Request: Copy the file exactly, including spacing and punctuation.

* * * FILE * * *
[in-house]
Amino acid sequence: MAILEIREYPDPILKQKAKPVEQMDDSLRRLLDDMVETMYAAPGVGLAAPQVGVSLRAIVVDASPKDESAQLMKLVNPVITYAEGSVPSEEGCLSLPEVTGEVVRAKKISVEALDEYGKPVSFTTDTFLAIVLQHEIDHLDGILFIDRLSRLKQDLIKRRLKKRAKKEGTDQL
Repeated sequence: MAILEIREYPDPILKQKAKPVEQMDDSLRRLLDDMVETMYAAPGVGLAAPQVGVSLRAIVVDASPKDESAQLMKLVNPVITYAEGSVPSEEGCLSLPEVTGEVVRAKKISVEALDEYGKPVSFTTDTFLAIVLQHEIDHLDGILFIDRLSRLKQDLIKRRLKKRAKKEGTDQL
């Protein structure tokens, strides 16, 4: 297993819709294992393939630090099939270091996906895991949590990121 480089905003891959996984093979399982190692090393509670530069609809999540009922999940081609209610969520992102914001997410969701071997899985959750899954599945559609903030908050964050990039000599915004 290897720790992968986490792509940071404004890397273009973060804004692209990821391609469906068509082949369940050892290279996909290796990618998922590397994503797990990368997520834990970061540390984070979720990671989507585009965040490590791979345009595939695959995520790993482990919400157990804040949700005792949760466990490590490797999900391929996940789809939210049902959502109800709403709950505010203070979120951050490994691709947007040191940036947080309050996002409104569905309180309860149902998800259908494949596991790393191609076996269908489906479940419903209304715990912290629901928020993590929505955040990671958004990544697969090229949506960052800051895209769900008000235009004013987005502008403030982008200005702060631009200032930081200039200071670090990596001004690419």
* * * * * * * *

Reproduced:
[in-house]
Amino acid sequence: MAILEIREYPDPILKQKAKPVEQMDDSLRRLLDDMVETMYAAPGVGLAAPQVGVSLRAIVVDASPKDESAQLMKLVNPVITYAEGSVPSEEGCLSLPEVTGEVVRAKKISVEALDEYGKPVSFTTDTFLAIVLQHEIDHLDGILFIDRLSRLKQDLIKRRLKKRAKKEGTDQL
Repeated sequence: MAILEIREYPDPILKQKAKPVEQMDDSLRRLLDDMVETMYAAPGVGLAAPQVGVSLRAIVVDASPKDESAQLMKLVNPVITYAEGSVPSEEGCLSLPEVTGEVVRAKKISVEALDEYGKPVSFTTDTFLAIVLQHEIDHLDGILFIDRLSRLKQDLIKRRLKKRAKKEGTDQL
């Protein structure tokens, strides 16, 4: 297993819709294992393939630090099939270091996906895991949590990121 480089905003891959996984093979399982190692090393509670530069609809999540009922999940081609209610969520992102914001997410969701071997899985959750899954599945559609903030908050964050990039000599915004 290897720790992968986490792509940071404004890397273009973060804004692209990821391609469906068509082949369940050892290279996909290796990618998922590397994503797990990368997520834990970061540390984070979720990671989507585009965040490590791979345009595939695959995520790993482990919400157990804040949700005792949760466990490590490797999900391929996940789809939210049902959502109800709403709950505010203070979120951050490994691709947007040191940036947080309050996002409104569905309180309860149902998800259908494949596991790393191609076996269908489906479940419903209304715990912290629901928020993590929505955040990671958004990544697969090229949506960052800051895209769900008000235009004013987005502008403030982008200005702060631009200032930081200039200071670090990596001004690419």